Its unlikely that the bulge was related to kidney stones or inflammation. Perhaps a flank hernia?? I'm not sure what they mean by "inflammation." On a CT scan one can see "stranding" around the kidney or ureter, but this could be the result of a long ago episode. Kidney stones are RARELY a danger to your kidney function, so I woul...
There is really nothing that will make non-obstructing stones sitting in the kidneys come out faster. People have tried massive fluids, medications, and standing on their heads, and none has been better than no intervention. A stone passing in the ureter can be sped along by pushing fluids and sometimes using a medication like tamsulosin, which dilates the ...
This all sounds reasonable. Lithotripsy can be done with US guidance on some machines, but most use x-ray. 20 days after URS you should be able to travel. Stents are not comfortable, but I'd say 10% is a reasonable estimate for people who are really miserable with them.
Yes, there is a significant risk of having the stent in this long. Stents can become encrusted and occluded when left in this long and can actually block and PERMANENTLY damage your kidney. They can be difficult to remove if they have been left in this long. You need to get this stent out one way or another.
stones less than 5 mm have a high chance of passing on their own, like 80%, but these numbers allow a month for spontaneous passage. The higher a stone is when it gets caught, the lower its rate of passage, so a 4mm stone in the upper ureter has a lower spontaneous passage rate than a 4mm stone in the distal ureter.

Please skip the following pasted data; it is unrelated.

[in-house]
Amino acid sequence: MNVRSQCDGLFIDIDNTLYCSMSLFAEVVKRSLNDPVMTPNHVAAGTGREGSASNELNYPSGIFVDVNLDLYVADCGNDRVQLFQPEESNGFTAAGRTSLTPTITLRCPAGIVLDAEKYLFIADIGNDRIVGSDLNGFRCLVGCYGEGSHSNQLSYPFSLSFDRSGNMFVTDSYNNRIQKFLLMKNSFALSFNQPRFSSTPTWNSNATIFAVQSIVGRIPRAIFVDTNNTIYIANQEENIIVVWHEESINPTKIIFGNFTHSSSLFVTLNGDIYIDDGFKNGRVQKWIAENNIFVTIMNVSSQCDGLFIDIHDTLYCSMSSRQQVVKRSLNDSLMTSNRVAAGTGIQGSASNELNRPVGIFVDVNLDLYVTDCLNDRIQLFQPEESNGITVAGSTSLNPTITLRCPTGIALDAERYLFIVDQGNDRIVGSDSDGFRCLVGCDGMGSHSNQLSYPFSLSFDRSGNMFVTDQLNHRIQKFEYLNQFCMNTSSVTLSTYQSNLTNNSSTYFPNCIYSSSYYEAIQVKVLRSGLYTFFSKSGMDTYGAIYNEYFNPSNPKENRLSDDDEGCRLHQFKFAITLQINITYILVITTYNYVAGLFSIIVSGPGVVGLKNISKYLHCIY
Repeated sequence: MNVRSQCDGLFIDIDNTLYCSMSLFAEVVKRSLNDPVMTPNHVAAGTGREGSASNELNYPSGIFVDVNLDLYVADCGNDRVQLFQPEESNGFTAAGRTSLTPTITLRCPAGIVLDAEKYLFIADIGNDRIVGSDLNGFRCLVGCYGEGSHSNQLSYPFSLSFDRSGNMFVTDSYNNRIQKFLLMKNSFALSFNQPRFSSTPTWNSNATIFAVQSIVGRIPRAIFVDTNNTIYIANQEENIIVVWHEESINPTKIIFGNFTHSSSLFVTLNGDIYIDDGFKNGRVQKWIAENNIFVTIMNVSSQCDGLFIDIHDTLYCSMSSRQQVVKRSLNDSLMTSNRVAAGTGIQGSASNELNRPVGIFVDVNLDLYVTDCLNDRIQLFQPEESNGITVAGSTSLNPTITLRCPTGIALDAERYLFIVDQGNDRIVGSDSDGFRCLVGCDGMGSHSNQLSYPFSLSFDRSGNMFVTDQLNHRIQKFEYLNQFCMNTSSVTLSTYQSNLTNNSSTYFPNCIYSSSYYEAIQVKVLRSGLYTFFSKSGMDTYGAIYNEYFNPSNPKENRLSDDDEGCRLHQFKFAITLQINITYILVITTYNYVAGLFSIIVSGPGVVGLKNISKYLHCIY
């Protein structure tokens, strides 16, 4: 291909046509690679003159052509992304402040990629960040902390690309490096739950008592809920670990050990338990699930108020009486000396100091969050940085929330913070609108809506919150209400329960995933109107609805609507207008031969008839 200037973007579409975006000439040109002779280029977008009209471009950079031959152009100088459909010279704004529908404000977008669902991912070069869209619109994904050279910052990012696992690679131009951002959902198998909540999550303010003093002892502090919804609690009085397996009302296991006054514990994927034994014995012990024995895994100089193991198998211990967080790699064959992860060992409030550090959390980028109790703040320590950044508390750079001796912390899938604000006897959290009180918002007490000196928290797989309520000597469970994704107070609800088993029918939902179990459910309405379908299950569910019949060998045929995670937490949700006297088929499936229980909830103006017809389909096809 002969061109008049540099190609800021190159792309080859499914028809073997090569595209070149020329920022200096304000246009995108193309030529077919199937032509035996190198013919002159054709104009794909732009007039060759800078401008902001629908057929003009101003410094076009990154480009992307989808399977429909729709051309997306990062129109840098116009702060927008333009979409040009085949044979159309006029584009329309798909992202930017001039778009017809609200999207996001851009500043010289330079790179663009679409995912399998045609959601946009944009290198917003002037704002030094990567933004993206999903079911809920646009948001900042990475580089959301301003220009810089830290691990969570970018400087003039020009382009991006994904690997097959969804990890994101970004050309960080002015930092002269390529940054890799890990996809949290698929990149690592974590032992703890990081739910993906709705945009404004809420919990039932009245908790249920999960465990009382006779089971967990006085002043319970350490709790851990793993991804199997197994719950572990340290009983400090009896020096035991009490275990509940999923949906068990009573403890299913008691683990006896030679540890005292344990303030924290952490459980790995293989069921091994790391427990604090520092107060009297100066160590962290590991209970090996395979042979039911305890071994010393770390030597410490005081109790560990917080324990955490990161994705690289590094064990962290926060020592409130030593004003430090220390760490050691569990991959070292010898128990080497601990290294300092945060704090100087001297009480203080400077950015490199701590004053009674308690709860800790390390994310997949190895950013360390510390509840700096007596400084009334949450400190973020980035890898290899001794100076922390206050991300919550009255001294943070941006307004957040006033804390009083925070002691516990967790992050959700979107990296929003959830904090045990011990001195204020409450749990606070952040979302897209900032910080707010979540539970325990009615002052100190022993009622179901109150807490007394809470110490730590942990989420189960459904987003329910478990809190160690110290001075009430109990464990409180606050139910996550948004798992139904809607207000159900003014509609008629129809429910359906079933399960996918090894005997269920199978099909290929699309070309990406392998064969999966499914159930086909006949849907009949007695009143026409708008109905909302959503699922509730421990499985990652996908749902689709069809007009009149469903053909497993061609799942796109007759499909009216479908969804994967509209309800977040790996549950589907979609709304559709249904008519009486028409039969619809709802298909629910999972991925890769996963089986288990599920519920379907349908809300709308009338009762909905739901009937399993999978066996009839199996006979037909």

Hopefully you have passed it by now. The urinary symptoms and groin pain you describe are classic for a stone right near the bladder. Most 3mm UVJ stones pass without surgery, and Flomax and fluids are all you can do. If it has not passed, the treatment of choice would probably be ureteroscopy, an endoscopic procedure to break up and remove the stone.
US is not a super accurate way to measure the size of a stone, so I would probably have you get a simple abdominal X-ray. If the stone is truly 4.9mm, it is passable without surgery, and the most effective medication to help it along is called tamsulosin (Flomax).
pregnancy causes changes in body chemistry that can lead to stones. You would need to do a urine chemistry test after your pregnancy ends to find if you are at increased risk for stones going forward. Prenatal vitamins are unlikely to cause stones, and are of critical importance to a healthy pregnancy.
With that many stones you should have a 24 hour urine collection to evaluate your urine chemistry while eating and drinking your regular diet. Only then can you know what aspects of your urinary chemistry are causing your stones. Your oxalates may be normal, but your calcium might be high, vice versa. Below is a link to a stone testing service that lists t...
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